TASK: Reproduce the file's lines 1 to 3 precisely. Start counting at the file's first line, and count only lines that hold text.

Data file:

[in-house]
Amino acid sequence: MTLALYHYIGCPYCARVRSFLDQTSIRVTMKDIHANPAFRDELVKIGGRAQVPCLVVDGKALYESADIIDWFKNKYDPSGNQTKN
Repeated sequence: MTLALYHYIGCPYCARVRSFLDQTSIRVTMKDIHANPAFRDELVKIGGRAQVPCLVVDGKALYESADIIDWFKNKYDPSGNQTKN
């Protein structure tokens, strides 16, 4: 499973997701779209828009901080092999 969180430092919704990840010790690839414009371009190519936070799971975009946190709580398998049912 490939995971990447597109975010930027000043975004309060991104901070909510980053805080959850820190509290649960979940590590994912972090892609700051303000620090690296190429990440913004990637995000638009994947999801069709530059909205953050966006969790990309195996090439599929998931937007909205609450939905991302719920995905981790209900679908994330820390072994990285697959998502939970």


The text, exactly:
[in-house]
Amino acid sequence: MTLALYHYIGCPYCARVRSFLDQTSIRVTMKDIHANPAFRDELVKIGGRAQVPCLVVDGKALYESADIIDWFKNKYDPSGNQTKN
Repeated sequence: MTLALYHYIGCPYCARVRSFLDQTSIRVTMKDIHANPAFRDELVKIGGRAQVPCLVVDGKALYESADIIDWFKNKYDPSGNQTKN